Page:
Most Bretons share an affinity for magic wrought, no doubt, by their lamentable intermingling with the Elves. This talent manifests itself in High Rock's pocket cultures in various ways. In the richer, more urban centers of the Iliac Bay, it has been systematically organized along the hierarchical lines of the Mages Guild. Children are tested for their magical potential at an early age, and those who pass enter apprenticeship programs funded by the Guild itself, or through independent sponsorship. In more remote regions, such as Glenpoint and the Wrothgarian Mountains, witches and medicine men, barely distinguishable from Orcish shamans, hold sway over the superstitious peasants with feats of untutored, but often impressive, magical ability.

Places of Note:

One of the oldest and largest cities of High Rock, Daggerfall has long considered itself the capital of High Rock, by virtue of its antiquity, prominence, and prosperity. All three of these qualifications may seem fanciful to the outsider, in comparison to Cyrodiil, Windhelm, or even Sentinel across the Iliac Bay. But Daggerfall was one of the largest kingdoms in High Rock before its accession to the Empire, and retains the right to maintain its royal court according to Cyrodilic tradition. Although few buildings of any age survive, Bretons being unsentimental about their history, Daggerfall is of considerable antiquity, founded originally by the Nords as a coastal foothold during the heyday of the First Empire. The city's fortunes have waxed and waned over the years; during the Alessian period it was of considerable importance, but it suffered greatly in the Thrassian Plague and is only now beginning to recover. The rise of Wayrest has lessened Daggerfall's importance as a trading port, although it should benefit from the opening of trade with the interior of the province.
Wayrest has always seen itself as the rival of Daggerfall, but continues to suffer from an inferiority complex that is evident in the ostentatious display of its ruling house. Daggerfall was already a well-established kingdom when Wayrest was merely a collection of rude huts at the mouth of the Bjoulsae River. But Wayrest prospered mightily after the Fall of Orsinium when the commerce from the whole of Tamriel began to flow past its gates, and today it boasts the largest and richest population in High Rock. The merchants of Wayrest have welcomed the arrival of the Empire, particularly the Navy's Northwest Fleet, which has made suppression of the notorious pirates of the Iliac Bay its top priority.
Isle of Balfiera
This island in the Iliac Bay has been used for centuries as a neutral meeting place for diplomatic negotiations and treaty signings by the kingdoms of High Rock. It is also famous for the enigmatic structure known as Adamantine Tower, a circular tower soaring hundreds of feet into the sky. The traditional ruler of the island is known as the Castellan of Balfiera, perhaps reflecting his original role as commander of Direnni (or Balfiera) Tower, which was used as a fortress, prison, and palace by the infamous Direnni Hegemony. Even more curiously, the hereditary Castellans are High Elves, the only known Elven ruling family remaining in human lands. The Castellans continue to reside in the Tower, although its true provenance and purpose remains a mystery. A recent archaelogical study, using the latest techniques of divination and sorcery, has pushed the Tower's construction date back to around ME2500, making it by far the oldest known structure in Tamriel. Although it has been much modified and added on to over the years, its core is a smooth cylinder of shining metal; the Tower is believed to extend at least as far beneath the surface as is now visible above, although its deepest bowels have never been systematically explored.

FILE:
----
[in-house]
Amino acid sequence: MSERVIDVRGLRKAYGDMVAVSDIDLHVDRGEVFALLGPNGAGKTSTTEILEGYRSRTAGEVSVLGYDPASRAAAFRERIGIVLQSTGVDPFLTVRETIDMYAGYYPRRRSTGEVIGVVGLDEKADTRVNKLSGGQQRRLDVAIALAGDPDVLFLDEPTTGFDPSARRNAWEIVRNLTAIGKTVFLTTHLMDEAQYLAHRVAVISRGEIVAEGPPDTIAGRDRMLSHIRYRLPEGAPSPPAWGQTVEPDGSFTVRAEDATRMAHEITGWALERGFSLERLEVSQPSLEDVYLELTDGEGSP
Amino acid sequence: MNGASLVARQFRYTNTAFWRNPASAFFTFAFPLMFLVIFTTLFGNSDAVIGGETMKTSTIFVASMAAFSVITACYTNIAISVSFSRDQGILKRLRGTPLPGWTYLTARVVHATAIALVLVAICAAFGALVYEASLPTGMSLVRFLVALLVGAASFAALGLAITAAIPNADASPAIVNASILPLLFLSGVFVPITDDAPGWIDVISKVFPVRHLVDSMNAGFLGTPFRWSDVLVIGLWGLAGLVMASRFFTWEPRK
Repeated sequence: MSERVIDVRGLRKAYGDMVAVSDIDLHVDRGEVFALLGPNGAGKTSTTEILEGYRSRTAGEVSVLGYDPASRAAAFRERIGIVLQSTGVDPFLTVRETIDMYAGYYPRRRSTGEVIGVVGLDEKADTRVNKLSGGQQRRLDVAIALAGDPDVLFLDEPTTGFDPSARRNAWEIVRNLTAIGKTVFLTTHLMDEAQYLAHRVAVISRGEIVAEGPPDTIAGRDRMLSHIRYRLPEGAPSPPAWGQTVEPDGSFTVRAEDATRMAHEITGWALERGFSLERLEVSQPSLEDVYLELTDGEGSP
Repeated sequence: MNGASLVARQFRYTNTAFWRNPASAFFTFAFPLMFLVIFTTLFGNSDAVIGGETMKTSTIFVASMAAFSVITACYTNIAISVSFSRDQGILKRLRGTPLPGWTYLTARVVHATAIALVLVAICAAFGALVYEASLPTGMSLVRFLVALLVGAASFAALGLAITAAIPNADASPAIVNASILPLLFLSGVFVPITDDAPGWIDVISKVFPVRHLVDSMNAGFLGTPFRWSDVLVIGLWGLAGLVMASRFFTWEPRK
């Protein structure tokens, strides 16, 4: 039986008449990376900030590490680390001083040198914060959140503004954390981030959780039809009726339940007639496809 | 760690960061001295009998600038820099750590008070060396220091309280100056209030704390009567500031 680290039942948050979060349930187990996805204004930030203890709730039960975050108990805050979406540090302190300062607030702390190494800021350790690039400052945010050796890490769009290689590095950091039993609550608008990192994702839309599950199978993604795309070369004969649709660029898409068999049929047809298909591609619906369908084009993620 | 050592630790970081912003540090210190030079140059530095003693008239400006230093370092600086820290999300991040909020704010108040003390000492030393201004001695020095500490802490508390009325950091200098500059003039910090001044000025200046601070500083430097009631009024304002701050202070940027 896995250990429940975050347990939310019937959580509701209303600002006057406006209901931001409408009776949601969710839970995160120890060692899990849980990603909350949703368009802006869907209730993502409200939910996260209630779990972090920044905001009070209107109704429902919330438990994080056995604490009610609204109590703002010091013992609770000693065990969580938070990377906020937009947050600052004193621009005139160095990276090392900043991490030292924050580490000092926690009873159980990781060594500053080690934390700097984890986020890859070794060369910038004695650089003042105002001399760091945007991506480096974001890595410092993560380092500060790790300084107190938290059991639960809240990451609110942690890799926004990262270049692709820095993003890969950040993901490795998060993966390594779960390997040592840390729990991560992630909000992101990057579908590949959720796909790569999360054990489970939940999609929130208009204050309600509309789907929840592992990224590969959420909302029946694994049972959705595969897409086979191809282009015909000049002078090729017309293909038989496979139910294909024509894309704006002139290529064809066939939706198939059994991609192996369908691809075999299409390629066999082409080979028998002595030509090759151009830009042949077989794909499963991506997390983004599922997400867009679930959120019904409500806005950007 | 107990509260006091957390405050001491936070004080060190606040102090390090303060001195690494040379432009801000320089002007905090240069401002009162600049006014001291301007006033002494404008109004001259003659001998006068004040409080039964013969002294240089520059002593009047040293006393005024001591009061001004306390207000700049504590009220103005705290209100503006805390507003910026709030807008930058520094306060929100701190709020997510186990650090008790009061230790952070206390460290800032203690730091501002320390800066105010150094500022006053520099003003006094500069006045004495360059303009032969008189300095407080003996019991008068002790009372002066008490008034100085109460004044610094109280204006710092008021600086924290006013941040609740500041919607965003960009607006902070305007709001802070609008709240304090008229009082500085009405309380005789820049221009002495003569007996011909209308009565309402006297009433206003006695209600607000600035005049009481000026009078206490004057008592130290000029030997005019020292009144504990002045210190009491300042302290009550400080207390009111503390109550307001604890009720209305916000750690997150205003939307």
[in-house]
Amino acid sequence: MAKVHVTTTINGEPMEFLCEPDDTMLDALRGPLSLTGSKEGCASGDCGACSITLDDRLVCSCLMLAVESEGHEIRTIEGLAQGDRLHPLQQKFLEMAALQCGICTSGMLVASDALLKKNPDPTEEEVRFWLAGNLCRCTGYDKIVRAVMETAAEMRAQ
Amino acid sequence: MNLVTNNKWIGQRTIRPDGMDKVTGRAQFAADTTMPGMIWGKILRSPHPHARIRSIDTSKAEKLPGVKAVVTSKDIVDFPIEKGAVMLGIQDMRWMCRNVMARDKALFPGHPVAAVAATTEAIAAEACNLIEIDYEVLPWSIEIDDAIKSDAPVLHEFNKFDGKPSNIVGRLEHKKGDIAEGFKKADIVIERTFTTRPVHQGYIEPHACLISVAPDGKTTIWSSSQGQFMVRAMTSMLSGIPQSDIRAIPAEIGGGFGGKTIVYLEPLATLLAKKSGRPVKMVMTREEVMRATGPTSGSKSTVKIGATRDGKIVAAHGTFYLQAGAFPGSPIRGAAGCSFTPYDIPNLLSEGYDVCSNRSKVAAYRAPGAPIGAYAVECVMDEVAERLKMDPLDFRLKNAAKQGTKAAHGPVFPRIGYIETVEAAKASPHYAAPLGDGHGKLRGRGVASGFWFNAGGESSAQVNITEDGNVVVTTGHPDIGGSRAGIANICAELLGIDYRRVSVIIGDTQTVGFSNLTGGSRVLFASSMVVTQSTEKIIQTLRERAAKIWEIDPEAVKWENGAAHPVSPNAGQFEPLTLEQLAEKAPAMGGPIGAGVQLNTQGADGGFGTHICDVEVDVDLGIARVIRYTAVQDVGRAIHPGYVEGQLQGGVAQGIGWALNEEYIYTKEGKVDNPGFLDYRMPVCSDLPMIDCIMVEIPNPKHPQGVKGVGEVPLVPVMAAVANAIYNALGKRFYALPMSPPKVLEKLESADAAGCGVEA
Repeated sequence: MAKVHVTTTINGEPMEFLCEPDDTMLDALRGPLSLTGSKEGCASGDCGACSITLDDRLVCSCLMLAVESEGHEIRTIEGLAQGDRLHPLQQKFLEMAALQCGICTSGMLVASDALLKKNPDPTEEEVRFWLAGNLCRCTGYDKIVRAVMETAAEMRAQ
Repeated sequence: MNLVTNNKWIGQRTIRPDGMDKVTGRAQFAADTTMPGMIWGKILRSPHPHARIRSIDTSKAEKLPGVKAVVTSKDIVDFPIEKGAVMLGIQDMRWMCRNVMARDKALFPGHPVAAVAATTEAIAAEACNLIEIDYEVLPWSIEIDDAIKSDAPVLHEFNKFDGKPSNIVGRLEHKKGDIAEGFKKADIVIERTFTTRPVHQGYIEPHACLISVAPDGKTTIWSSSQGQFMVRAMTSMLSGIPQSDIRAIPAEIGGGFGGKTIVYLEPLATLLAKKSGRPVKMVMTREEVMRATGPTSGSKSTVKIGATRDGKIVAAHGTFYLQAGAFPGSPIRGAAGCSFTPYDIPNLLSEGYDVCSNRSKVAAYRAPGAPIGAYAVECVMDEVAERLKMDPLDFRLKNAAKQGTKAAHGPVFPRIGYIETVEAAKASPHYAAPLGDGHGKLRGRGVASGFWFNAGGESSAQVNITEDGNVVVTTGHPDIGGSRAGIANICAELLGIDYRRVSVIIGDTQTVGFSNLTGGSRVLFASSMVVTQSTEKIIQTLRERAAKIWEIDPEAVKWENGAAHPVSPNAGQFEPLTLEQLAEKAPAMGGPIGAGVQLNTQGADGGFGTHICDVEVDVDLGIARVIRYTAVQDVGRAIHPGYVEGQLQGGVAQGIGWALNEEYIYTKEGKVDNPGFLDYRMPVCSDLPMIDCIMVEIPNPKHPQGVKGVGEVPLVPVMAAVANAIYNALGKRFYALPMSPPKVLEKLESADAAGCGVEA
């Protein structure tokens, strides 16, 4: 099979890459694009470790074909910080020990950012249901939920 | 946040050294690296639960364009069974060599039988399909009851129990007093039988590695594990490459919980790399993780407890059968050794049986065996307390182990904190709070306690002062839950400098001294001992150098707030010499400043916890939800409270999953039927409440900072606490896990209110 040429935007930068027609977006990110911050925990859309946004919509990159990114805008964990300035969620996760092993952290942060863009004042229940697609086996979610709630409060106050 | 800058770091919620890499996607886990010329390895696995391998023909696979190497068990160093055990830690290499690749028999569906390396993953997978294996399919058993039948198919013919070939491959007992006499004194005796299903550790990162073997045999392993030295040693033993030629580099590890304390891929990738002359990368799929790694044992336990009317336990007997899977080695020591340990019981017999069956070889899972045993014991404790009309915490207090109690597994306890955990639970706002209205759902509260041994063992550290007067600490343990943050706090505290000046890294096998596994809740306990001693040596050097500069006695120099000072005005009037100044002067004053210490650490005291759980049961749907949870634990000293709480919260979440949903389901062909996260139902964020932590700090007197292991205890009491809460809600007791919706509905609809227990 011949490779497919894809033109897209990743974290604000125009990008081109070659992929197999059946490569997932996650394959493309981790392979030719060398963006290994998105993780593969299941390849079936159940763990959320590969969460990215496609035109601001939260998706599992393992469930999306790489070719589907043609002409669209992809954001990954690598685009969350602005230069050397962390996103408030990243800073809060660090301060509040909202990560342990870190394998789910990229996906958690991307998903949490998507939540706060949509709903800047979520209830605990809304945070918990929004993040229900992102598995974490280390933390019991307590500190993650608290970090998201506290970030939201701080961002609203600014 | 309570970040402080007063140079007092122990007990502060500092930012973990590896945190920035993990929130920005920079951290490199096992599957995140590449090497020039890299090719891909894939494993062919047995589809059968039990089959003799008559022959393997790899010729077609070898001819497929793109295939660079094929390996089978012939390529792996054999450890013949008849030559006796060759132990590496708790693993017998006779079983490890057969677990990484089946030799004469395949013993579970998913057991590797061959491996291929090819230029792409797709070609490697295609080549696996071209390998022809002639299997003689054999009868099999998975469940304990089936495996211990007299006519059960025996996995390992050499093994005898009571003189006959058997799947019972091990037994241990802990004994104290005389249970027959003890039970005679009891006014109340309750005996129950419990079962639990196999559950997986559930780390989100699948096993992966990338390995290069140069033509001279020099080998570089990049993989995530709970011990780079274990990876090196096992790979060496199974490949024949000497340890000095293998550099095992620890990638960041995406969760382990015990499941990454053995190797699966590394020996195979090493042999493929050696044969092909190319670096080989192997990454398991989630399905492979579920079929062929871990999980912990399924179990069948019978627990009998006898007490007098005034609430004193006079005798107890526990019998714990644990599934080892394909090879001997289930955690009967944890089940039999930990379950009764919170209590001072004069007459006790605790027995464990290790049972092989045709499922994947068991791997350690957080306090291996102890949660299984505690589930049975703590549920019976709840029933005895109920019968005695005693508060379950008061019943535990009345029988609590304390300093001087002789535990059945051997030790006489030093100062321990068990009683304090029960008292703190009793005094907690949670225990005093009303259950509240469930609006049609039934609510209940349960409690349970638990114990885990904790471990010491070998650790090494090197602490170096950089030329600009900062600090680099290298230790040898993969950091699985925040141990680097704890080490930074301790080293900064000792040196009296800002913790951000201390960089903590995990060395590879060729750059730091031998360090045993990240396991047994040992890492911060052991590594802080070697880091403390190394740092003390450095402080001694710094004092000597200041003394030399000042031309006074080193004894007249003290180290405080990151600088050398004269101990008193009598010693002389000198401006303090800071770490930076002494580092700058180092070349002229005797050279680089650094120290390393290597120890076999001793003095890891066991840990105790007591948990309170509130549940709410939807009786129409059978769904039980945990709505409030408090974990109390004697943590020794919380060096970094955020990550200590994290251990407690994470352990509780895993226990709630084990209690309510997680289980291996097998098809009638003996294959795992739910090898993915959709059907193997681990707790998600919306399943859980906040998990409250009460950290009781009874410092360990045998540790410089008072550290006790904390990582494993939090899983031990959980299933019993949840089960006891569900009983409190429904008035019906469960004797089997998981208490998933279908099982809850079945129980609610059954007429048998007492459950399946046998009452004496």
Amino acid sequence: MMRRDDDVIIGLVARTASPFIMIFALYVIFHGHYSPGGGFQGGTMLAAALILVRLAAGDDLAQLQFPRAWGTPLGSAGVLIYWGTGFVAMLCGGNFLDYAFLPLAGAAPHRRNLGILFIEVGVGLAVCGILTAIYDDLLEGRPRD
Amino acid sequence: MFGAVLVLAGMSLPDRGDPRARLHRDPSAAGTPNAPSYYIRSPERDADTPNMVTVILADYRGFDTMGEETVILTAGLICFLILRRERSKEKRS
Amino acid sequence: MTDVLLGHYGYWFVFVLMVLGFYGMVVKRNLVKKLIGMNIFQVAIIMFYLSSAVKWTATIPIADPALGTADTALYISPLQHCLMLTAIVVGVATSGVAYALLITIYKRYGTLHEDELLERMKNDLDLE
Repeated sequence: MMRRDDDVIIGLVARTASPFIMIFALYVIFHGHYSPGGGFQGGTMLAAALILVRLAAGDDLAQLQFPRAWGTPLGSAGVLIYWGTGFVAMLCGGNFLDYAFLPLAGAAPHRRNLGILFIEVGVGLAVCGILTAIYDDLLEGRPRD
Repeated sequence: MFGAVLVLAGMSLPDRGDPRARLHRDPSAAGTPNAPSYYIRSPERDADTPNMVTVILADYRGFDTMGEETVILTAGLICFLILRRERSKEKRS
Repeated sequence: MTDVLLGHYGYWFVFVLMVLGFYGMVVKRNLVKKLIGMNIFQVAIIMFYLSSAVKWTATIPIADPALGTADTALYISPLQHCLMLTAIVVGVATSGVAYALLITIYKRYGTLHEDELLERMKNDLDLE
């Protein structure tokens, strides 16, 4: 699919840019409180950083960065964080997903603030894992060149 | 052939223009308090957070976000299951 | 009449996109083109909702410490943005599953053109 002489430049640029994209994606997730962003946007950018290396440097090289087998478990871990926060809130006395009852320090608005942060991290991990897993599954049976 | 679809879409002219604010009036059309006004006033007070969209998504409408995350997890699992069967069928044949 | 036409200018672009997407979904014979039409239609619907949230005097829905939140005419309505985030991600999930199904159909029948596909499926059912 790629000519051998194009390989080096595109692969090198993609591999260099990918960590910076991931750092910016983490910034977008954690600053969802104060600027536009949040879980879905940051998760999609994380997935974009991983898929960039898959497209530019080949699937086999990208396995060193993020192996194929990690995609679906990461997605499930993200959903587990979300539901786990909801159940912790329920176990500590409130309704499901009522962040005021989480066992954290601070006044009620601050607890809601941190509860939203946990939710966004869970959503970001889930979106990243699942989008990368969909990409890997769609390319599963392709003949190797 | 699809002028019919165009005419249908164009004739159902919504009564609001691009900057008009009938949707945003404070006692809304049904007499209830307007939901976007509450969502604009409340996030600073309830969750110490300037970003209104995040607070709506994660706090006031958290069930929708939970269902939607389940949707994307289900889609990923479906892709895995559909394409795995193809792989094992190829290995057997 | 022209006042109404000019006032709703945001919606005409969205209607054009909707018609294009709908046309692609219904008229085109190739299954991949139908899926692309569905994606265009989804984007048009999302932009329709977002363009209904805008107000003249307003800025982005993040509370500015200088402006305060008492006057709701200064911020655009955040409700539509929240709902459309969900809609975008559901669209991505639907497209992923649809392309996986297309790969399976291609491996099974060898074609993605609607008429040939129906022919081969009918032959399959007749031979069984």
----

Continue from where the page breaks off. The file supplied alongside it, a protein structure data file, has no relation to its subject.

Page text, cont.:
The Western Reach
The Western Reach is actually the easternmost section of the Breton lands; its name derives from its location on Skyrim's western border. During the First Empire, it was incorporated as one of the Holds of Skyrim, and many Nords settled in its rolling hills and pleasant valleys. But they paid a terrible price during the Dissolution of Skyrim's Empire; the Aldmeri retook the Western Reach with a vengeance, slaughtering the Nord colonists to a man; precious little Nord blood flows in the veins of today's Reachmen. As a hedge against future incursions from Skyrim, the Aldmeri fashioned the Western Reach into an impregnable bastion. Thus, the Western Reach remained under Elven rule the longest of any part of High Rock, and the legacy of this dark sojourn can still be seen today.
The Reachmen are a mongrel breed, even for Bretons. Descended originally from one of the earliest Atmoran tribes to settle Tamriel, their lineage now partakes of nearly every race imaginable. The uprising that finally "freed" the Western Reach ended in the extermination of the Aldmeri overlords, but Elven blood still flows strong in the Reachmen, and they share the secretive, haughty demeanor of that race. In later years, they traded and exchanged customs with the Orcish villages that shared their mountains, and eventually learned much of the beastfolk's magic. Reach-magic is still widely studied, although it is banned by the Mages Guild (who fear it as dangerous and wild hedge-wizardry), and the Reachmen are often referred to as the "Witchmen of High Rock."
Banditry and lawlessness continue to plague the region, and it remains under the direct rule of Provisional Governor Titus Alorius[nb 1] . Travelers are advised to avoid this region until the present disturbances are quelled-- a state of affairs, however, that is likely soon to be rectified. The benefits of membership in the Empire are so patent, and the resistance of the rebellious Reachmen so futile, that it is to be expected that the Western Reach will soon join the rest of High Rock in the new era of peace and prosperity wrought by the tireless efforts of Tiber Septim and his loyal companions. We can only hope that this comes to pass without further useless effusion of blood.